If you live in an area near the Rocky Mountains, chances are good that you know how important it is to adjust your propane heater for high altitudes. High altitudes can affect how well a propane heater performs, and properly adjusting your propane heater for high altitudes can help ensure that it works correctly.
In this article, we’ll go over some of the basics of adjusting a propane heater for high altitude as well as some factors to consider before making any changes.
How Does High Altitude Affect Propane Heaters?
High altitude can affect propane heaters, but they are easy to adjust. Propane heaters need to be adjusted for high altitudes because the amount of oxygen in the air decreases as you go up. The lower air pressure at higher altitudes also decreases the efficiency of propane heaters.
How Do You Adjust a Propane Heater for High Altitudes?
If you are using a propane heater at high altitudes, there are two ways to adjust the output. The first way is by turning the knob on the front of the heater. This will lower or raise the temperature of your room.
The other way to adjust for high altitude is by turning the knob on the back of your propane heater to increase or decrease its output. This will take longer than simply turning it frontwards, but it is an effective method nonetheless.
Lastly, if none of these methods work and you still need more heat from your propane heater, then consider adjusting a valve at top of it that regulates how much gas comes out.
Factors to Consider Before Adjusting Your Propane Heater for High Altitude
Before you adjust your propane heater, there are a few factors to consider.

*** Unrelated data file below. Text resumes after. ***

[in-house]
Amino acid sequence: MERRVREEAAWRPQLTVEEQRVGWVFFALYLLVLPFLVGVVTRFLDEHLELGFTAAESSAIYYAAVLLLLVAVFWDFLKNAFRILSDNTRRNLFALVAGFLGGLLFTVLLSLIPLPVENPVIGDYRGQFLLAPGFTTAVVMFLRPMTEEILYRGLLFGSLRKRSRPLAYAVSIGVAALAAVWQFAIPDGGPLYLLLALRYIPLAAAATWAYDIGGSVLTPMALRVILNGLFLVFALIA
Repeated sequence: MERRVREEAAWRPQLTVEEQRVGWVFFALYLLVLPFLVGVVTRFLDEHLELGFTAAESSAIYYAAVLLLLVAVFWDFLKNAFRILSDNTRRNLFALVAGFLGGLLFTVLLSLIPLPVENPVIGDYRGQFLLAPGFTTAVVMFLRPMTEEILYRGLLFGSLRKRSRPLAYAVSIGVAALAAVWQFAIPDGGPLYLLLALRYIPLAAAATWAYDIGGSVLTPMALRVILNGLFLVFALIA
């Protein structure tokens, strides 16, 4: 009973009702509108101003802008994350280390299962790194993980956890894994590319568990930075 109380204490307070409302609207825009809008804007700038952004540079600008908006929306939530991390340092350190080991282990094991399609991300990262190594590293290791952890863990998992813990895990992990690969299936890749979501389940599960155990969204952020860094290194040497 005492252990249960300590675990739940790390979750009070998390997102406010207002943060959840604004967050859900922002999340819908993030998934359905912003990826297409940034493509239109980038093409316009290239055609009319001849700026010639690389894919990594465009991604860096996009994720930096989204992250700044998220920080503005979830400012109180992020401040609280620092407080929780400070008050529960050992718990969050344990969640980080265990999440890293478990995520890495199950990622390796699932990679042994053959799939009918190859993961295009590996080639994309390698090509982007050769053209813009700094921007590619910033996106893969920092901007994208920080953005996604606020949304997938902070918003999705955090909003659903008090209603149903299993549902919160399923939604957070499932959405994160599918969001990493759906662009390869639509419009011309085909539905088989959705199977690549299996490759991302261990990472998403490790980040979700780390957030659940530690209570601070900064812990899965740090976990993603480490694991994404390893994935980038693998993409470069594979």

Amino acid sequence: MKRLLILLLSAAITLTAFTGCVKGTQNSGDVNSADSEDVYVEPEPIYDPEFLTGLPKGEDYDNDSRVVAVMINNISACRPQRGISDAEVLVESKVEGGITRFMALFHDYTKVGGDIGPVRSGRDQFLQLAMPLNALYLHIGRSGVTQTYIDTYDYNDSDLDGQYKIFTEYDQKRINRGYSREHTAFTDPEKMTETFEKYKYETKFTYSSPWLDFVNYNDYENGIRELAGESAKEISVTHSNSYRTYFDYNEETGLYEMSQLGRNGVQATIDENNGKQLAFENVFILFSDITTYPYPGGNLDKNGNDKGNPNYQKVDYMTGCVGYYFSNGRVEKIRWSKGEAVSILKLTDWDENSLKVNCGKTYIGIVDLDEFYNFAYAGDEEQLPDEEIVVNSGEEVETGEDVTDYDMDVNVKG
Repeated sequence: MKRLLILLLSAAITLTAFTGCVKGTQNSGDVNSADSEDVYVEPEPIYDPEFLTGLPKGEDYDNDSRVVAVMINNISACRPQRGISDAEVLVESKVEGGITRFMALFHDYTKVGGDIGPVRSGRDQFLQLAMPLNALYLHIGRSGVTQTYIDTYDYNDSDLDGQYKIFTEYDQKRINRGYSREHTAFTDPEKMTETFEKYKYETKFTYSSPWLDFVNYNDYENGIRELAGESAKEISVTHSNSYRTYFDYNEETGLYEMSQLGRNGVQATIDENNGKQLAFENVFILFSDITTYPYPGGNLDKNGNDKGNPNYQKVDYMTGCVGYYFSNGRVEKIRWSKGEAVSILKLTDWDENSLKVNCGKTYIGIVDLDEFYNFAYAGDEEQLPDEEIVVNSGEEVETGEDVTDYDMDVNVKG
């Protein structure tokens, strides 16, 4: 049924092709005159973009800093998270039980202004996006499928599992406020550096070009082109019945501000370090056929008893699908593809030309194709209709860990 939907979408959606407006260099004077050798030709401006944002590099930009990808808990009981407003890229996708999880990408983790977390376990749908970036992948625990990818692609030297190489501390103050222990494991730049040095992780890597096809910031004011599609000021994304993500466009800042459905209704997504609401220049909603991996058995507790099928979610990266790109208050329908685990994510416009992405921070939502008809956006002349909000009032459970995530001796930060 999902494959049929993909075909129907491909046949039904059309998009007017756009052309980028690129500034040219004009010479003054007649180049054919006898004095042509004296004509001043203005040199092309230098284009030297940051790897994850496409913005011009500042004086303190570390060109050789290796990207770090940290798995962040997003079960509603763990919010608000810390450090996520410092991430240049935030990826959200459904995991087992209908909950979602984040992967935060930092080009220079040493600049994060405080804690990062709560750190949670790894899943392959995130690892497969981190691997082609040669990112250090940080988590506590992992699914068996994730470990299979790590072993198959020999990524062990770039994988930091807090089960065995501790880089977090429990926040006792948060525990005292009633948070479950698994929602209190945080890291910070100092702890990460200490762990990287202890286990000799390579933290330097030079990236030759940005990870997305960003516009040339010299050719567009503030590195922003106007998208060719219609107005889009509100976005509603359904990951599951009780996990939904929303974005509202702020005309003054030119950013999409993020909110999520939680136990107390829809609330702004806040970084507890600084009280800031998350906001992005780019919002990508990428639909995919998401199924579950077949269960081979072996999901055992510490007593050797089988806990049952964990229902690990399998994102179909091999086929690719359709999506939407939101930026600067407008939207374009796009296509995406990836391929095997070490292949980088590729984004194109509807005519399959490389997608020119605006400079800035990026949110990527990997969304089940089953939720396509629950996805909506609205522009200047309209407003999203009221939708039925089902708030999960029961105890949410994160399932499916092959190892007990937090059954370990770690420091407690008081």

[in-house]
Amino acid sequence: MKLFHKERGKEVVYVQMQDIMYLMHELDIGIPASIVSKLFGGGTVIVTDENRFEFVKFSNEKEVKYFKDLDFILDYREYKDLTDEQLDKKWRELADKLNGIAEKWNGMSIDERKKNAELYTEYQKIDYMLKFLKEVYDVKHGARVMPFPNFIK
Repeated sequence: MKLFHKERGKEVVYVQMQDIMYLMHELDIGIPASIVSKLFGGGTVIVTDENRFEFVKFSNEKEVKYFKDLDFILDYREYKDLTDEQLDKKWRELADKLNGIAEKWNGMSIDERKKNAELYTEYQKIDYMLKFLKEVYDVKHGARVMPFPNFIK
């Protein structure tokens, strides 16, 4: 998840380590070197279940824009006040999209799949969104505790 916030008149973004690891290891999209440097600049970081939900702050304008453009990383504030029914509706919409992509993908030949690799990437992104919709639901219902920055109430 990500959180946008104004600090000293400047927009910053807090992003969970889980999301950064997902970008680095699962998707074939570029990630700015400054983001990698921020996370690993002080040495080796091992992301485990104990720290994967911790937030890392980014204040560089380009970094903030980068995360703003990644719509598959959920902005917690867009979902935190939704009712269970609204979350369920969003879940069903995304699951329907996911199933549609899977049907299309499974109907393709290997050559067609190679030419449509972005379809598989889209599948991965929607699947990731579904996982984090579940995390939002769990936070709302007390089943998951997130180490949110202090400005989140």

- The size of your space: If your space is large and open, or if it’s a large room that needs to stay warm, then you may want to consider increasing the temperature setting on your propane heater.
- The size of your room: If you have a larger room than normal—such as an unfinished basement with high ceilings—then increase the temperature setting on your propane heater accordingly. This will ensure that all parts of the room are heated equally.
- The size of your heater: If you’re using a larger-than-normal propane heater (like one that produces more BTUs) then increase its settings accordingly so that it can heat up larger rooms quickly without overworking itself or running out too quickly.
- Temperature desired: If temperatures, in general, tend to dip below freezing at night where you live (or even during daylight hours), then raising the heat setting on both daytime/nighttime settings may be necessary so that things don’t get too chilly inside.
Pros of Adjusting Propane Heaters for High Altitude
There are some benefits to adjusting a propane heater for high altitudes.
Better efficiency: An adjusted propane heater will be more effective and efficient in high altitudes because it’s designed to work with the lower air pressure and oxygen concentration in those areas.
Less chance of fuel problems: Adjusting your propane heater for high altitude can also help prevent issues like carbon monoxide poisoning, which occurs when there’s too much-unburned gas in the air.
Cons of Adjusting Propane Heaters for High Altitude
So you’ve decided to adjust your propane heater for high altitude, but what are the cons of doing so? Well, there are several things to consider before you make this adjustment.